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Coordinates: 52°42′51″N 8°30′06″W / 52.7143°N 8.5016°W / 52.7143; -8.5016
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Caisleán Uí Chonaill
Town centre
Town centre
Castleconnell is located in Ireland
Location in Ireland
Coordinates: 52°42′51″N 8°30′06″W / 52.7143°N 8.5016°W / 52.7143; -8.5016
CountyCounty Limerick
Irish Grid ReferenceR660627

Castleconnell (Irish: Caisleán Uí Chonaill, historically Caisleán Uí Chonaing)[2] is a village in County Limerick on the banks of the River Shannon. It is 11 km (6.8 mi) from Limerick city and near the boundaries of County Clare and County Tipperary.


Facade of Mountshannon House

The ruins of the Castle of Connell (Irish: Caisleán Uí Chonaill or originally Caisleán Uí Chonaing),[2] from which the name of the town derives, was built on a rock outcrop overlooking the bend of the river. It was destroyed in a siege by the army of General Ginkel, fighting in support of the Williamite Army of William of Orange at the end of the 17th century. A large chunk of the castle wall now lies approximately fifty feet from the castle, thrown clear by siege cannons. A footbridge over the Shannon – built during The Emergency (1939–45) by the Irish Army under Captain Carley Owens – connects counties Limerick and Clare.[citation needed]

The nearby Mountshannon House was the home of John FitzGibbon, 1st Earl of Clare, who in the late 18th century was the Attorney-General for Ireland and subsequently Lord Chancellor of Ireland. FitzGibbon was opposed to relaxation of the penal laws and helped usher in the Acts of Union 1800, which resulted in the Irish parliament's abolition. The house where his descendants lived was burnt to the ground by the IRA in the 1920s.[citation needed]

A number of 18th- and 19th-century buildings overlook the Shannon in Castleconnell.[3] One of these, the former schoolhouse (built in 1867),[3] was previously home to the Irish Harp Centre.[4] Another, the former convent (built c. 1790),[3] is now the Castleoaks House Hotel.[5]


Castleconnell is known for its fishing – both coarse and sport – and has been a fishing destination since at least the 19th century.[citation needed] The main catch was salmon and trout. The Shannon Inn, a local pub, has hosted fishing clientele over the years.[citation needed]

The Shannon Electricity Scheme and its Ardnacrusha dam at Parteen changed the fortunes of the Castleconnell in the 1930s when it reduced the flow of water south of the dam to approximately one sixth, dropping water levels along the Shannon.

The engineers added a fish lift to the dam, allowing fish to be lifted in a water-filled container and thereby pass upstream to their traditional spawning beds. The river at Castleconnell is also known for its bird life, and particularly its swans, many of which are migratory Icelandic whooper swans wintering and breeding on the river.[citation needed]


Gaelic games[edit]

Castleconnell is the home of Ahane GAA club, which has won 19 Limerick Senior Hurling Championships between 1931 and 1948 and provided many of the Limerick hurling team that won All-Ireland Senior Hurling Championships in 1934, 1936 and 1940. Among its most notable players were Mick Mackey and Jackie Power.[citation needed]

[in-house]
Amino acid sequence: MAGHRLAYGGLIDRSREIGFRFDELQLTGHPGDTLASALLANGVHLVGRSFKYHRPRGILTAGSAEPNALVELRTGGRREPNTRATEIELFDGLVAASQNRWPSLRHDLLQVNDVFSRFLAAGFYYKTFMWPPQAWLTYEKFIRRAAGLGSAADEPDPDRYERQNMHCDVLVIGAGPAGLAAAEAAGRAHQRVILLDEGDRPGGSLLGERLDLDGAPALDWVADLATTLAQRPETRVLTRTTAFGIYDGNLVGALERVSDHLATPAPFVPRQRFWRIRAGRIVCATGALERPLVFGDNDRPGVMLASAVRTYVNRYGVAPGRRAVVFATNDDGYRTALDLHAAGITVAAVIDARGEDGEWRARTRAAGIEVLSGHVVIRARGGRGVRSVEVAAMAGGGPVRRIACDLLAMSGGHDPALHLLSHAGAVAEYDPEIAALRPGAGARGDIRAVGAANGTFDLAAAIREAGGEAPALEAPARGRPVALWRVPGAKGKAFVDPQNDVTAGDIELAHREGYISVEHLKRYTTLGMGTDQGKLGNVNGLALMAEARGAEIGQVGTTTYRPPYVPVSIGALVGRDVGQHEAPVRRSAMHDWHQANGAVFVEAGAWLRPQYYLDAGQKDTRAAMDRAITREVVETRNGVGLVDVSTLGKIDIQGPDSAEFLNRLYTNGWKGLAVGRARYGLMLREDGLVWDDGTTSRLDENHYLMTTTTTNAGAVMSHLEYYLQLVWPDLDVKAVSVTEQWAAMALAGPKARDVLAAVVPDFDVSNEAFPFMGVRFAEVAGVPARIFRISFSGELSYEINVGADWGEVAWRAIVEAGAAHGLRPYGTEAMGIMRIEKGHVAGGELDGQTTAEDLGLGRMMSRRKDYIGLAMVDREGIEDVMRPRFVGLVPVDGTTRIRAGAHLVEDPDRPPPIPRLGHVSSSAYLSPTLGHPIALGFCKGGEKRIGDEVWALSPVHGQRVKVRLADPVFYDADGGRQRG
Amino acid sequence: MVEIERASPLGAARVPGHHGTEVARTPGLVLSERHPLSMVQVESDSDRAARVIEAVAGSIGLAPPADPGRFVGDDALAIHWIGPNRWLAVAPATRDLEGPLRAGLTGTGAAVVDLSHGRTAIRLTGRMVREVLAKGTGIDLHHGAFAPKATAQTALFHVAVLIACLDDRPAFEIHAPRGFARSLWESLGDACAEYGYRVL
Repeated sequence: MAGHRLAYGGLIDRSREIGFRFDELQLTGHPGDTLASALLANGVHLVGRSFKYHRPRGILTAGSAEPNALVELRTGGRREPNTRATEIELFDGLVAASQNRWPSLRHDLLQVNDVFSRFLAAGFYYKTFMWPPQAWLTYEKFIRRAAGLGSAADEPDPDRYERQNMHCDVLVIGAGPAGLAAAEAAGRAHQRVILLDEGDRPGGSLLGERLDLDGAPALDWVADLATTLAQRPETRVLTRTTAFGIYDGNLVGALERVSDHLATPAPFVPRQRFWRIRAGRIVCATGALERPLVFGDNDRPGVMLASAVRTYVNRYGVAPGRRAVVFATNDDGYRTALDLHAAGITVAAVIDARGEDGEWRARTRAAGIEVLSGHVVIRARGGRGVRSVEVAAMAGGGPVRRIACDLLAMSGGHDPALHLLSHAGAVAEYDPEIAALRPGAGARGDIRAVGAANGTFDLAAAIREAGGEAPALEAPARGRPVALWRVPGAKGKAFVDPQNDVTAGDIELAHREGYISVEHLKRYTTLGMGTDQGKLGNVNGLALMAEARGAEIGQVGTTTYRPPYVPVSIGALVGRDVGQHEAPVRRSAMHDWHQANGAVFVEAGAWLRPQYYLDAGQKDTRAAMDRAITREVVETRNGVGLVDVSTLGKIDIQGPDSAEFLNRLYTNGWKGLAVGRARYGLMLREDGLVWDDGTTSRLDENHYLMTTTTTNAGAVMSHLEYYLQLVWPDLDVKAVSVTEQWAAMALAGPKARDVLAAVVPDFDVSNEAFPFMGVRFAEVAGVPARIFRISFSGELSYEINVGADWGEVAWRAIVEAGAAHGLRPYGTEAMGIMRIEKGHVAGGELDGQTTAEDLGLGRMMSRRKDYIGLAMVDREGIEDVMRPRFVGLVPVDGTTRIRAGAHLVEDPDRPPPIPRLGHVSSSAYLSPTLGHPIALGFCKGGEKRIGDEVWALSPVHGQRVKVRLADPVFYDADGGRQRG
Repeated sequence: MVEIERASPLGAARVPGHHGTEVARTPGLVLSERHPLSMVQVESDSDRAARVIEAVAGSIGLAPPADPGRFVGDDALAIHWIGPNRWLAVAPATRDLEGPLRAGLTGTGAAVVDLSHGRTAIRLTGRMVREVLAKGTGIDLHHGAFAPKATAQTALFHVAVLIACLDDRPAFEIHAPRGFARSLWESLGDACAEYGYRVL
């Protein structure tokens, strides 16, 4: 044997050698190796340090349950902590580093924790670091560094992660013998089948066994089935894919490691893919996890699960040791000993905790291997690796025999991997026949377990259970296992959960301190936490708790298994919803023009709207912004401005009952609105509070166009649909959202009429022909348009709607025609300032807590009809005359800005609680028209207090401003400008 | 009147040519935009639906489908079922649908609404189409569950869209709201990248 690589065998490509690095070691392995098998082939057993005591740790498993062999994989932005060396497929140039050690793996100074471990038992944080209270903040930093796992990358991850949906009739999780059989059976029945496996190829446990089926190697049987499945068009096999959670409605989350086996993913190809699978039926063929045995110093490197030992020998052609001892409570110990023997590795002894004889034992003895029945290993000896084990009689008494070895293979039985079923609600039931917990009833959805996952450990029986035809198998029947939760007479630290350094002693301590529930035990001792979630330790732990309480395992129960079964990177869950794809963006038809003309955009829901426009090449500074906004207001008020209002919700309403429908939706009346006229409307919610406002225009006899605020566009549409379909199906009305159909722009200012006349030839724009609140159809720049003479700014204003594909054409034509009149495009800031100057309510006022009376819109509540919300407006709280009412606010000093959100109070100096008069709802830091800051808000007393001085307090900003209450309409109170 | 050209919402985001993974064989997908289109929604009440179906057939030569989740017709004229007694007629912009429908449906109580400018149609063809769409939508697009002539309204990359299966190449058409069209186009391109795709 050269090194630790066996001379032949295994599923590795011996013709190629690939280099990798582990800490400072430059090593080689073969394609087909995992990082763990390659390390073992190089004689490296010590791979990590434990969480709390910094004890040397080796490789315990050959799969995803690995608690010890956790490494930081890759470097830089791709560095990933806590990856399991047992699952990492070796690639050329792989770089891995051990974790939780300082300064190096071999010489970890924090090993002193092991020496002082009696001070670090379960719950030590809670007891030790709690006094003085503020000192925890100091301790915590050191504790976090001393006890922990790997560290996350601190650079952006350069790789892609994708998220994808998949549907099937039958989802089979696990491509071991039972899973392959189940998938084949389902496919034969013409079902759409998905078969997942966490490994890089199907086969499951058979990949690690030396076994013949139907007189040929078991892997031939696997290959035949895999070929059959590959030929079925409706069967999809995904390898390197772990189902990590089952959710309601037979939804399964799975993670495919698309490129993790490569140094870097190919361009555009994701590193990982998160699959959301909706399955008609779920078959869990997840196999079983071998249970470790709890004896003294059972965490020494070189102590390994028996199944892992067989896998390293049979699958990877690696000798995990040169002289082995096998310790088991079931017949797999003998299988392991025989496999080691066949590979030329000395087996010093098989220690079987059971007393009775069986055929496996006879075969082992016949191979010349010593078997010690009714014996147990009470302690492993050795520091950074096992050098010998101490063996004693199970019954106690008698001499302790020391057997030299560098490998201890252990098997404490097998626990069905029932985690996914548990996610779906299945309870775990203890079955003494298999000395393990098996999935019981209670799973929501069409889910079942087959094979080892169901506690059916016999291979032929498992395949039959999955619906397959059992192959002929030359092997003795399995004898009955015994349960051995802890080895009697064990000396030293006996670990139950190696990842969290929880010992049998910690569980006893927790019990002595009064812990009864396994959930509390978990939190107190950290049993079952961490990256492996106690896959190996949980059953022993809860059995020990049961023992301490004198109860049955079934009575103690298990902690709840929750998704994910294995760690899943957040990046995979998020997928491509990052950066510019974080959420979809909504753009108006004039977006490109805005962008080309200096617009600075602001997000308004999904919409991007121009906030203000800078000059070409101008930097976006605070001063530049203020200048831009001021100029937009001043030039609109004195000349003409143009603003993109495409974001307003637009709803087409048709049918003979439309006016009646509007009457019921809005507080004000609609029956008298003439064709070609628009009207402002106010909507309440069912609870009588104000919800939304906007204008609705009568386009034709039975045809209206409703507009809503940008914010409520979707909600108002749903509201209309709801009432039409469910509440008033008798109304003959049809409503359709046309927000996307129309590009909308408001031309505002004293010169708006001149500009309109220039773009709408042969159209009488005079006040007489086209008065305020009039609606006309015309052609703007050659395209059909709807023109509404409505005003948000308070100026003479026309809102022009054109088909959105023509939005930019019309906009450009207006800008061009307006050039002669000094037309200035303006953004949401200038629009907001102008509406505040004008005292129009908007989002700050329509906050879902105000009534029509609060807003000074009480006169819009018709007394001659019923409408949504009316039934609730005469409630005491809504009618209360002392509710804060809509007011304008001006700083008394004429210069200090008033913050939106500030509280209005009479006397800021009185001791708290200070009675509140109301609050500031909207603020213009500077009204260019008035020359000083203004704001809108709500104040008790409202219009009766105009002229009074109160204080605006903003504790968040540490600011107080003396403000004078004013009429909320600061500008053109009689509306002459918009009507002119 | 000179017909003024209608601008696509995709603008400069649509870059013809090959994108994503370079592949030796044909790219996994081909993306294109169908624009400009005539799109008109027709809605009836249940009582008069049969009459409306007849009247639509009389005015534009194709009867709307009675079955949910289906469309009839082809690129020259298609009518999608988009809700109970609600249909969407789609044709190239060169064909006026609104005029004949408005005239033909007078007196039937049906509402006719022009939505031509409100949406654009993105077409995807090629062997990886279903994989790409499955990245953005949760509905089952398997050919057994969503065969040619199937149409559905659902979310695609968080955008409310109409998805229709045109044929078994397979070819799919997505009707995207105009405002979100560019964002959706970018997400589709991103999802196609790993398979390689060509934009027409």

Boxer Andy Lee was raised in Castleconnell from the age of 14. He became World WBO Middleweight champion in 2014.[6]


Castleconnell boat club has been in existence since 1983. It is located at World's End (also known as Worral's End).[7][8] Rowers have a smooth, wide water to row on for 3.2 kilometres (2.0 mi) to O'Brien's Bridge. Just beyond the bridge, rowers have another 1.5 kilometers before they come to a water flow regulator.[citation needed]


Castleconnell railway station opened on 8 August 1858.[9] The station lies on the Limerick–Ballybrophy railway line.


The town was previously under the jurisdiction of Limerick County Council. Since 2014, it is part of the amalgamated local authority of Limerick City and County Council, where it is in the local electoral area of Limerick City East, which is part of the Metropolitan District of Limerick City.[10]

Notable residents[edit]

See also[edit]


  1. ^ "Census 2016 Sapmap Area: Settlements Castleconnell". Central Statistics Office (Ireland). Retrieved 5 April 2019.
  2. ^ a b "Caisleán Uí Chonaill/Castleconnell". Placenames Database of Ireland (logainm.ie). Department of Culture, Heritage and the Gaeltacht and Dublin City University. Retrieved 17 May 2020.
  3. ^ a b c "Castleconnell Local Area Plan 2023-2029" (PDF). limerick.ie. Limerick City and County Council. 2023. Retrieved 23 April 2024.
  4. ^ "Georgian schoolhouse in Limerick on the market for €495k". independent.ie. 28 February 2016. Retrieved 23 April 2024.
  5. ^ "Pat McDonagh plans to unlock potential of Limerick village now he has keys to Castle Oaks". limerickleader.ie. 10 March 2019. Retrieved 23 April 2024.
  6. ^ "Lee stops Korobov to win title". ESPN. 15 December 2014. Retrieved 16 December 2014.
  7. ^ "Statement From Castleconnell Boat Club". Rowing Ireland.
  8. ^ "Discover Ireland - Castleconnell Boat Club". Archived from the original on 3 June 2016. Retrieved 4 May 2016.
  9. ^ "Castleconnell station" (PDF). Railscot - Irish Railways. Retrieved 5 September 2007.
  10. ^ City and County of Limerick Local Electoral Areas and Municipal Districts Order 2018 (S.I. No. 624 of 2018). Signed on 19 December 2018. Statutory Instrument of the Government of Ireland. Retrieved from Irish Statute Book on 5 September 2020.
  11. ^ Browne, Shane (27 November 2015). "Bulmer Hobson". Independent.ie. Retrieved 12 March 2016.
  12. ^ Ron Borges. "Future Star: Andy Lee". The Sweet Science. Archived from the original on 30 April 2008. Retrieved 16 November 2008.
  13. ^ "Limerick-born musical director of Wigmore Hall John Gilhooly receives CBE". ilovelimerick.ie. 11 January 2022.

External links[edit]